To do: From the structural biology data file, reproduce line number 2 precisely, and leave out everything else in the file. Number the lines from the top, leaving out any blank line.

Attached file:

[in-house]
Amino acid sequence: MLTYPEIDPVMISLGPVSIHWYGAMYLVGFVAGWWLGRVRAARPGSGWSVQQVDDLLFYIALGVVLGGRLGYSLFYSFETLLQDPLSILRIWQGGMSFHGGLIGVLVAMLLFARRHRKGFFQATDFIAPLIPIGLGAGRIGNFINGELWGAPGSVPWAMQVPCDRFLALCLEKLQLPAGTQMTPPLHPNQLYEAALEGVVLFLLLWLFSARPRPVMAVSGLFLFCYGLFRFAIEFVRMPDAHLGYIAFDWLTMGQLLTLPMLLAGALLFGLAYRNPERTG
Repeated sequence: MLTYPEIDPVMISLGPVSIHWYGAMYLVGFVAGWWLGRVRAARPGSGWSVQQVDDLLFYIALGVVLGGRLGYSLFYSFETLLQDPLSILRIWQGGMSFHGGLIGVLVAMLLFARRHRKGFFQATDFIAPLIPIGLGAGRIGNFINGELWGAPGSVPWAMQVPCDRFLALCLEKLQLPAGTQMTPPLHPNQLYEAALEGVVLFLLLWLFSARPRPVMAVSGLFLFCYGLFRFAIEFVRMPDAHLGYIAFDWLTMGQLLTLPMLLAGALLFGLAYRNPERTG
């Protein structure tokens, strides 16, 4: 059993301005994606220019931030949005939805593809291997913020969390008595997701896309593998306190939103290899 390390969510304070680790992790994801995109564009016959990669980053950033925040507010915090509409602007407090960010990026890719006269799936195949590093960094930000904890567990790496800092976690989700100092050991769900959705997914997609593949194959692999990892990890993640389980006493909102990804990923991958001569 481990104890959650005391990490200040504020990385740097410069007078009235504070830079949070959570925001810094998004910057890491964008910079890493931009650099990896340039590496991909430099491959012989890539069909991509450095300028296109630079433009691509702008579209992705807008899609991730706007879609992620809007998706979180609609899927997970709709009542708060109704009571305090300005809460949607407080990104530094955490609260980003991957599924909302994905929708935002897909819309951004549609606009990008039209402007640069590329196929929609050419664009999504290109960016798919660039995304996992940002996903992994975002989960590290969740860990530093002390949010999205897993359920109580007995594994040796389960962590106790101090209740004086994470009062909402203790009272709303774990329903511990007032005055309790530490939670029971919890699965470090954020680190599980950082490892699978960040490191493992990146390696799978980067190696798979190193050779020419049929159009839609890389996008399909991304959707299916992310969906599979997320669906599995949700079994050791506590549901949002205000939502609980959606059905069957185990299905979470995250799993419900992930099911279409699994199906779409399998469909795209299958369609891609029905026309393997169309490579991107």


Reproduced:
Amino acid sequence: MLTYPEIDPVMISLGPVSIHWYGAMYLVGFVAGWWLGRVRAARPGSGWSVQQVDDLLFYIALGVVLGGRLGYSLFYSFETLLQDPLSILRIWQGGMSFHGGLIGVLVAMLLFARRHRKGFFQATDFIAPLIPIGLGAGRIGNFINGELWGAPGSVPWAMQVPCDRFLALCLEKLQLPAGTQMTPPLHPNQLYEAALEGVVLFLLLWLFSARPRPVMAVSGLFLFCYGLFRFAIEFVRMPDAHLGYIAFDWLTMGQLLTLPMLLAGALLFGLAYRNPERTG